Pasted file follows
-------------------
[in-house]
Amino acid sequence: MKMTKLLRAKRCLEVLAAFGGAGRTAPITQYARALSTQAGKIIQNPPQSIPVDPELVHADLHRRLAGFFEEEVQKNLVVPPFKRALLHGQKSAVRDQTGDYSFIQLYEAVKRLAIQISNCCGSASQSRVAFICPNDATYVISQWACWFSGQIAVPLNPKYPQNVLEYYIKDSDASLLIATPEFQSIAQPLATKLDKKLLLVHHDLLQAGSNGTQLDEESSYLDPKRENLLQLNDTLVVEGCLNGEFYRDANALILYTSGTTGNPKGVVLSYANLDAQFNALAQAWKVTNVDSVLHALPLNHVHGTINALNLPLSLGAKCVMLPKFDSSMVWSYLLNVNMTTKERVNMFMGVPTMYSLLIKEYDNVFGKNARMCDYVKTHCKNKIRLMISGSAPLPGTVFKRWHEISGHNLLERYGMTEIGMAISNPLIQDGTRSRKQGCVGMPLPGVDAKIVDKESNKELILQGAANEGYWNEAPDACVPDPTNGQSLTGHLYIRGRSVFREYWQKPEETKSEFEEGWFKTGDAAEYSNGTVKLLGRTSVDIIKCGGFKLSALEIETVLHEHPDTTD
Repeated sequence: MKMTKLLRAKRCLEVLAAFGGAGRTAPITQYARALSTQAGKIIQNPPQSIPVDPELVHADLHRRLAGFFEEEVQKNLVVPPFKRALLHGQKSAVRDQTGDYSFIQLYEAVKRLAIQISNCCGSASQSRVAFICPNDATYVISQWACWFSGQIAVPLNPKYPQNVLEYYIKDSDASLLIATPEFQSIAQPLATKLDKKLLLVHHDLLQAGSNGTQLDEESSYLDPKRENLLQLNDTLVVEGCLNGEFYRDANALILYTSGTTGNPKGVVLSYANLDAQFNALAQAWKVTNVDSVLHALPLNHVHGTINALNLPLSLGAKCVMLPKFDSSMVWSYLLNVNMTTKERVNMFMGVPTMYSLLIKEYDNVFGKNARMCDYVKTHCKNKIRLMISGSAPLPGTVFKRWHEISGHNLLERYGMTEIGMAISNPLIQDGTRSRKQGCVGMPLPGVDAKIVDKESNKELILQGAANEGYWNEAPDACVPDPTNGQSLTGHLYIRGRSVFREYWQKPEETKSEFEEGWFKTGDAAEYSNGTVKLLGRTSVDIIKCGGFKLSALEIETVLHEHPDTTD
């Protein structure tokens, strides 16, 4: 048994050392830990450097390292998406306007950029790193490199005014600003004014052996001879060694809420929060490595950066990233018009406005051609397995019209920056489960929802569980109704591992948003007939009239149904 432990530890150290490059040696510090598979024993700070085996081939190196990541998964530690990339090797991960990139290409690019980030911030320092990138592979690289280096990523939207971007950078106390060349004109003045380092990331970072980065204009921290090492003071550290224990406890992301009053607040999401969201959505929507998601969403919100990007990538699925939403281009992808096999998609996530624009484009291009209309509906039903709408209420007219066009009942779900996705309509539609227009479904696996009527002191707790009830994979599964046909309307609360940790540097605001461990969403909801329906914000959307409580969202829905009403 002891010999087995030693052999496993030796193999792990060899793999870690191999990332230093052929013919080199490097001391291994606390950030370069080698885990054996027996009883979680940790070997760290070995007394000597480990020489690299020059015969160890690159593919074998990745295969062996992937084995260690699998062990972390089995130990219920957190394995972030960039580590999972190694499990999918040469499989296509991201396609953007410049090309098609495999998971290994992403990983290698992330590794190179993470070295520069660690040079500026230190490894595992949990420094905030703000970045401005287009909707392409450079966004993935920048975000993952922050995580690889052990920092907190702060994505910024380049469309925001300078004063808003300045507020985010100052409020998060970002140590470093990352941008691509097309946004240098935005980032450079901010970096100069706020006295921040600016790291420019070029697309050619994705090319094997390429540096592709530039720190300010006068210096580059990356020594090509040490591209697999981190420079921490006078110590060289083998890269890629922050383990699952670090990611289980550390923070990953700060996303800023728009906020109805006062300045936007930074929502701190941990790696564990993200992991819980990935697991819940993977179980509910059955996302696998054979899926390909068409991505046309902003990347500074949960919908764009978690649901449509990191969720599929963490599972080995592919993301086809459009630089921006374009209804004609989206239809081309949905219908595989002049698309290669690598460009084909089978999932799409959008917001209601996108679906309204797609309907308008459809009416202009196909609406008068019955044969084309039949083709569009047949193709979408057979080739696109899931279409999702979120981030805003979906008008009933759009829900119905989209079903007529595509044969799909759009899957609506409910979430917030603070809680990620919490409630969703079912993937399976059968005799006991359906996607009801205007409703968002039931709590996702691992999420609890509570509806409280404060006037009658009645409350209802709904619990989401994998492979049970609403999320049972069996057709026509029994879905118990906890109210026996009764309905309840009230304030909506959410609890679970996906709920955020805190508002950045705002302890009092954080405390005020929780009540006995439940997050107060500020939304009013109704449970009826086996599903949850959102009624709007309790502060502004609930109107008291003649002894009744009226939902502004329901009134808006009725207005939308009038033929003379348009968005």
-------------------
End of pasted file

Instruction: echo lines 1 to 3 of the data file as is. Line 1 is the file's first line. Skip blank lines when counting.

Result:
[in-house]
Amino acid sequence: MKMTKLLRAKRCLEVLAAFGGAGRTAPITQYARALSTQAGKIIQNPPQSIPVDPELVHADLHRRLAGFFEEEVQKNLVVPPFKRALLHGQKSAVRDQTGDYSFIQLYEAVKRLAIQISNCCGSASQSRVAFICPNDATYVISQWACWFSGQIAVPLNPKYPQNVLEYYIKDSDASLLIATPEFQSIAQPLATKLDKKLLLVHHDLLQAGSNGTQLDEESSYLDPKRENLLQLNDTLVVEGCLNGEFYRDANALILYTSGTTGNPKGVVLSYANLDAQFNALAQAWKVTNVDSVLHALPLNHVHGTINALNLPLSLGAKCVMLPKFDSSMVWSYLLNVNMTTKERVNMFMGVPTMYSLLIKEYDNVFGKNARMCDYVKTHCKNKIRLMISGSAPLPGTVFKRWHEISGHNLLERYGMTEIGMAISNPLIQDGTRSRKQGCVGMPLPGVDAKIVDKESNKELILQGAANEGYWNEAPDACVPDPTNGQSLTGHLYIRGRSVFREYWQKPEETKSEFEEGWFKTGDAAEYSNGTVKLLGRTSVDIIKCGGFKLSALEIETVLHEHPDTTD
Repeated sequence: MKMTKLLRAKRCLEVLAAFGGAGRTAPITQYARALSTQAGKIIQNPPQSIPVDPELVHADLHRRLAGFFEEEVQKNLVVPPFKRALLHGQKSAVRDQTGDYSFIQLYEAVKRLAIQISNCCGSASQSRVAFICPNDATYVISQWACWFSGQIAVPLNPKYPQNVLEYYIKDSDASLLIATPEFQSIAQPLATKLDKKLLLVHHDLLQAGSNGTQLDEESSYLDPKRENLLQLNDTLVVEGCLNGEFYRDANALILYTSGTTGNPKGVVLSYANLDAQFNALAQAWKVTNVDSVLHALPLNHVHGTINALNLPLSLGAKCVMLPKFDSSMVWSYLLNVNMTTKERVNMFMGVPTMYSLLIKEYDNVFGKNARMCDYVKTHCKNKIRLMISGSAPLPGTVFKRWHEISGHNLLERYGMTEIGMAISNPLIQDGTRSRKQGCVGMPLPGVDAKIVDKESNKELILQGAANEGYWNEAPDACVPDPTNGQSLTGHLYIRGRSVFREYWQKPEETKSEFEEGWFKTGDAAEYSNGTVKLLGRTSVDIIKCGGFKLSALEIETVLHEHPDTTD